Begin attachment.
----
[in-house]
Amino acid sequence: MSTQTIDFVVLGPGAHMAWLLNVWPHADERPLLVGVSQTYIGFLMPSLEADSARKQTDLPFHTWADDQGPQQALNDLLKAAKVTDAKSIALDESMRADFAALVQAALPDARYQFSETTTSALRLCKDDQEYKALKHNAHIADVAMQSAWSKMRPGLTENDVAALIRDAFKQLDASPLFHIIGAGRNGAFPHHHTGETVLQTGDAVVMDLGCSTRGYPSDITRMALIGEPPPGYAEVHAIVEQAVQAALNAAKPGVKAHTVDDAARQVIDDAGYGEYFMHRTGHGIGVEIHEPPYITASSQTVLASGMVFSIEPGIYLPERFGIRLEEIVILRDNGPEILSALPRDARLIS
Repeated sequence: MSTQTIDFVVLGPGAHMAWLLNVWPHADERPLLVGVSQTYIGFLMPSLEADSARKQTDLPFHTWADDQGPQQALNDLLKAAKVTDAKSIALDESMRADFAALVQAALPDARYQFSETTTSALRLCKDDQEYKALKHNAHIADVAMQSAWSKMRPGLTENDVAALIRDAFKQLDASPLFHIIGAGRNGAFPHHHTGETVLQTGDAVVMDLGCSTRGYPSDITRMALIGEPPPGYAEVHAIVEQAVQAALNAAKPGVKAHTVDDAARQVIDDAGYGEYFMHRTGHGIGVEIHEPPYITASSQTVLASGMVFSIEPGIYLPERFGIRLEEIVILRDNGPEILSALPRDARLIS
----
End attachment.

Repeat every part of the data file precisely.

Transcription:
[in-house]
Amino acid sequence: MSTQTIDFVVLGPGAHMAWLLNVWPHADERPLLVGVSQTYIGFLMPSLEADSARKQTDLPFHTWADDQGPQQALNDLLKAAKVTDAKSIALDESMRADFAALVQAALPDARYQFSETTTSALRLCKDDQEYKALKHNAHIADVAMQSAWSKMRPGLTENDVAALIRDAFKQLDASPLFHIIGAGRNGAFPHHHTGETVLQTGDAVVMDLGCSTRGYPSDITRMALIGEPPPGYAEVHAIVEQAVQAALNAAKPGVKAHTVDDAARQVIDDAGYGEYFMHRTGHGIGVEIHEPPYITASSQTVLASGMVFSIEPGIYLPERFGIRLEEIVILRDNGPEILSALPRDARLIS
Repeated sequence: MSTQTIDFVVLGPGAHMAWLLNVWPHADERPLLVGVSQTYIGFLMPSLEADSARKQTDLPFHTWADDQGPQQALNDLLKAAKVTDAKSIALDESMRADFAALVQAALPDARYQFSETTTSALRLCKDDQEYKALKHNAHIADVAMQSAWSKMRPGLTENDVAALIRDAFKQLDASPLFHIIGAGRNGAFPHHHTGETVLQTGDAVVMDLGCSTRGYPSDITRMALIGEPPPGYAEVHAIVEQAVQAALNAAKPGVKAHTVDDAARQVIDDAGYGEYFMHRTGHGIGVEIHEPPYITASSQTVLASGMVFSIEPGIYLPERFGIRLEEIVILRDNGPEILSALPRDARLIS